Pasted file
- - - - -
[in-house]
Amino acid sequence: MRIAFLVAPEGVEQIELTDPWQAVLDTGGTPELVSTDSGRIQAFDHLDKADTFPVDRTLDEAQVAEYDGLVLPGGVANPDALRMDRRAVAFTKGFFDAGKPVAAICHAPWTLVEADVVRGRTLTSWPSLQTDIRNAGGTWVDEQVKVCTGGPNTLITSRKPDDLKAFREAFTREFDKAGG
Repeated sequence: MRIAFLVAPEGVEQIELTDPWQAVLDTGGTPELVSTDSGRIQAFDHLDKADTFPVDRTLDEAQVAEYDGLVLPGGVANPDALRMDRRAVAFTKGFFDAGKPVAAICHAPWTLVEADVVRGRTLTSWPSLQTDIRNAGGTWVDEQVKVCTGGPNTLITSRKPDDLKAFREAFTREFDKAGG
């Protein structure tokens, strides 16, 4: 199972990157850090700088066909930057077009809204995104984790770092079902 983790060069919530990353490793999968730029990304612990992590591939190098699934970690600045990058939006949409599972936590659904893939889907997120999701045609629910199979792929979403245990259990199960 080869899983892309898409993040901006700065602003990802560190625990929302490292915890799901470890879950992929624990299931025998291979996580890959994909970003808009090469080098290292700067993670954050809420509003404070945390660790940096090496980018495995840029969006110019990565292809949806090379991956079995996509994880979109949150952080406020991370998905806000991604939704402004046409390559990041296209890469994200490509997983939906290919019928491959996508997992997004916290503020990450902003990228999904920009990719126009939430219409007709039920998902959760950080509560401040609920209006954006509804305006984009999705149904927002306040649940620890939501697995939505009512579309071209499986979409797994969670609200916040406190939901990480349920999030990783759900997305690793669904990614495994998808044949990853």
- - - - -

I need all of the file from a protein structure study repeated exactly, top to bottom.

[in-house]
Amino acid sequence: MRIAFLVAPEGVEQIELTDPWQAVLDTGGTPELVSTDSGRIQAFDHLDKADTFPVDRTLDEAQVAEYDGLVLPGGVANPDALRMDRRAVAFTKGFFDAGKPVAAICHAPWTLVEADVVRGRTLTSWPSLQTDIRNAGGTWVDEQVKVCTGGPNTLITSRKPDDLKAFREAFTREFDKAGG
Repeated sequence: MRIAFLVAPEGVEQIELTDPWQAVLDTGGTPELVSTDSGRIQAFDHLDKADTFPVDRTLDEAQVAEYDGLVLPGGVANPDALRMDRRAVAFTKGFFDAGKPVAAICHAPWTLVEADVVRGRTLTSWPSLQTDIRNAGGTWVDEQVKVCTGGPNTLITSRKPDDLKAFREAFTREFDKAGG
């Protein structure tokens, strides 16, 4: 199972990157850090700088066909930057077009809204995104984790770092079902 983790060069919530990353490793999968730029990304612990992590591939190098699934970690600045990058939006949409599972936590659904893939889907997120999701045609629910199979792929979403245990259990199960 080869899983892309898409993040901006700065602003990802560190625990929302490292915890799901470890879950992929624990299931025998291979996580890959994909970003808009090469080098290292700067993670954050809420509003404070945390660790940096090496980018495995840029969006110019990565292809949806090379991956079995996509994880979109949150952080406020991370998905806000991604939704402004046409390559990041296209890469994200490509997983939906290919019928491959996508997992997004916290503020990450902003990228999904920009990719126009939430219409007709039920998902959760950080509560401040609920209006954006509804305006984009999705149904927002306040649940620890939501697995939505009512579309071209499986979409797994969670609200916040406190939901990480349920999030990783759900997305690793669904990614495994998808044949990853």